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Abstract & commentary
Synopsis: A BMI between 20-25 is optimal and is associated with the longest survival for any causes of death.
Source: Calle EE, et al. N Engl J Med 1999;341: 1097-1105.
The relationship between excessive body weight and mortality is problematic. In addition to the questions of the optimal weight at different ages and gender, there has been the suggestion of a U-shaped curve regarding body weight with respect to survival; the latter has stimulated much discussion regarding the potential downside of being underweight or lean, perhaps due to unrecognized medical conditions. The Cancer Prevention Study II, a prospective study of mortality among U.S. men and women, initiated in 1982 by the American Cancer Society, recently reported 14-year follow-up data. By 1996, 20% of the entire cohort of 457,785 men and 588,369 women had died. All participants were divided into 12 categories of body mass index (BMI). The primary end points were all-cause death as well as cardiovascular disease mortality. Smoking history, status of disease at entry, and race and gender were examined. The results indicate a relationship between increasing BMI and mortality that differed by smoking status and the presence of any disease. Obesity was more strongly associated with decreased survival in nonsmokers and in those without a disease history. Leanness was most strongly associated with decreased survival in smokers with a history of disease. Intermediate survival was noted for smokers without a history of disease and for nonsmokers with concomitant disease. At a BMI of 28 and higher, the relative risk of death began to increase most steeply for the nonsmokers without a history of disease. The highest mortality rates occurred in obese men, with a relative risk of 2.7 vs. 1.9 in women. There was a small increase in risk in the leanest men and women. The nadir of the BMI curves and mortality was at a BMI between 23.5 and 25 in men and 22.0 and 23.4 in women. In nonsmokers without a disease history, the association between a high BMI and increased mortality was stronger in whites than in blacks. BMI and cancer death demonstrated a positive relationship; there was no elevation in risk among lean individuals for cancer. The cardiovascular curves were U-shaped; there was no increased risk of dying in lean men and women. A high BMI was predictive of death from cardiovascular disease; it was greater in men (relative risk 2.9) than in women; risk began to increase at a BMI of more than 25 in women and 26.5 in men. The relative risk associated with high BMI diminished with increasing age. Overall death rates increased throughout the range of moderate to severe overweight in both men and women, less so in blacks and particularly black women (about one-third lower than white women). Cancer deaths increased by 40-80% in the heaviest groups of men and women, without a concomitant increase risk in lean subjects. Calle and associates conclude that a BMI between 20 and 25 for men and women of all ages is optimal and is associated with the longest survival for any causes of death. "These data offer support for the use of a single recommended range of body weight throughout life."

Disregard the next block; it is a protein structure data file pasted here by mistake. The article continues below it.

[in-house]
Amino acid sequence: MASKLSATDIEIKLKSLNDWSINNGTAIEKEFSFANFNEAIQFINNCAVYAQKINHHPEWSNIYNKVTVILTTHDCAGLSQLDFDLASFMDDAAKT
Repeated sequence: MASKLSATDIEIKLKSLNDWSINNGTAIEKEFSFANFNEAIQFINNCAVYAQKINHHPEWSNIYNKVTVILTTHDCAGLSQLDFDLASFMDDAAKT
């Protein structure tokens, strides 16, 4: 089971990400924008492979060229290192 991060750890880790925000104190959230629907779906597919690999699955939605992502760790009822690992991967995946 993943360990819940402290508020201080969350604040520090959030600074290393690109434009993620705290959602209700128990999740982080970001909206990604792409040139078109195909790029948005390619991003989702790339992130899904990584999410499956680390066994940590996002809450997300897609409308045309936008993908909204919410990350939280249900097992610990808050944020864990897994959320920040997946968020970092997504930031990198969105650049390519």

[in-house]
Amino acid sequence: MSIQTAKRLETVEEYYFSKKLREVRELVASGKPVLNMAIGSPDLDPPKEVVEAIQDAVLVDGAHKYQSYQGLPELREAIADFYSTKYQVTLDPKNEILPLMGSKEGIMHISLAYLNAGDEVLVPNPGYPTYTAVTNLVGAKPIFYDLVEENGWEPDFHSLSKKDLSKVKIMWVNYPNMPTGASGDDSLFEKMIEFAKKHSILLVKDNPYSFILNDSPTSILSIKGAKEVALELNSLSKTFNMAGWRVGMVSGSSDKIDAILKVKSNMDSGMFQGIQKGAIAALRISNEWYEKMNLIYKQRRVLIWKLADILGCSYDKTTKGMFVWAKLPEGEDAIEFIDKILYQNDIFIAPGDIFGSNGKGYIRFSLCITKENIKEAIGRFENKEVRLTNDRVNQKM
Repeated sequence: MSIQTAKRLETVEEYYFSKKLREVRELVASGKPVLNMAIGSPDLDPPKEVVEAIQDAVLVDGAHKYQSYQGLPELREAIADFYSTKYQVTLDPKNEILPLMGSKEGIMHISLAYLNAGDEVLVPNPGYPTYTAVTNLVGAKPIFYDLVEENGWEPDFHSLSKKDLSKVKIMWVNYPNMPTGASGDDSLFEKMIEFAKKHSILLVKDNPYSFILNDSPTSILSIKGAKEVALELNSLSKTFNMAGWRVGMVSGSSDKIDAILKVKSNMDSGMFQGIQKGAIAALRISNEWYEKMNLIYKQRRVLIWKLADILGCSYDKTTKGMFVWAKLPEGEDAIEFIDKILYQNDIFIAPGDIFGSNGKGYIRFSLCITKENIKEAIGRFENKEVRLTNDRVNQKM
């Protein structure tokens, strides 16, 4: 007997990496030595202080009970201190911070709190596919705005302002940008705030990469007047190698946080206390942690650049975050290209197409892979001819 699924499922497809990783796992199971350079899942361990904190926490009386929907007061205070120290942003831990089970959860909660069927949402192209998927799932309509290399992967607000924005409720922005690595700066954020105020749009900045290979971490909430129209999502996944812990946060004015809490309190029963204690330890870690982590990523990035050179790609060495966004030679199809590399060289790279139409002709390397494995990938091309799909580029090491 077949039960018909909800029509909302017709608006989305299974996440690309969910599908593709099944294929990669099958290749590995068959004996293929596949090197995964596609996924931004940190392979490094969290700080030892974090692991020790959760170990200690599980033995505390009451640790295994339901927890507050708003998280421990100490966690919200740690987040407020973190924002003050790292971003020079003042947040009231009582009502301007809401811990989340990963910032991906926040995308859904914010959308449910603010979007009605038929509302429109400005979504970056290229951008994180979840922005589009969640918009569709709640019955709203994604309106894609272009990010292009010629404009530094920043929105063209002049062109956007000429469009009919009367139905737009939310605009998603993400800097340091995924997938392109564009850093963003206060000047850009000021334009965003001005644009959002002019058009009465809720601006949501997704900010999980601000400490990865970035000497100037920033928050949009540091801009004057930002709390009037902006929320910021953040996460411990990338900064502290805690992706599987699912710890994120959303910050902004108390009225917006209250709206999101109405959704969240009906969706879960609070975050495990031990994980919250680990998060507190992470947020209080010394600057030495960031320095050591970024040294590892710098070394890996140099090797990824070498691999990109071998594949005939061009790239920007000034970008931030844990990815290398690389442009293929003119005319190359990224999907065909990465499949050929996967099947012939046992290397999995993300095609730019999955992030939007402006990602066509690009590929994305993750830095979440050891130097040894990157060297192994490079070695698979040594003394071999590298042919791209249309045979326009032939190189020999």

Comment by Jonathan Abrams, MD
These data, while not surprising, are of great interest because of the enormous size of the study population (> 1 million) and the long-term (14-year) follow-up. That approximately one-third of American adults meet WHO criteria for a grade 1 overweight (BMI 25-30) and 22% are even more overweight confirms that obesity is a substantial health problem. Only 8% of the adults in the United States have a BMI less than 20. The health care burden of a high BMI is well demonstrated in this study. It is unclear why blacks carry a lower burden of mortality for comparable degrees of obesity; however, it must be stressed that moderate to high levels of BMI are adverse for all causes of death unrelated to age, gender, or ethnicity. This study did not include coronary artery risk factor measurements; one cannot conclude that increase in mortality among the healthy overweight was related to coronary events, although this is likely. Obesity is associated with insulin resistance or the "metabolic syndrome," which includes dyslipidemia, hypertension, impaired glucose tolerance, and overt diabetes. For high-BMI individuals, particularly nonsmokers without disease, the BMI curves in this study are truly alarming.
Nonsmoking, healthy, significantly overweight men and women have a lower mortality rate related to BMI than smokers.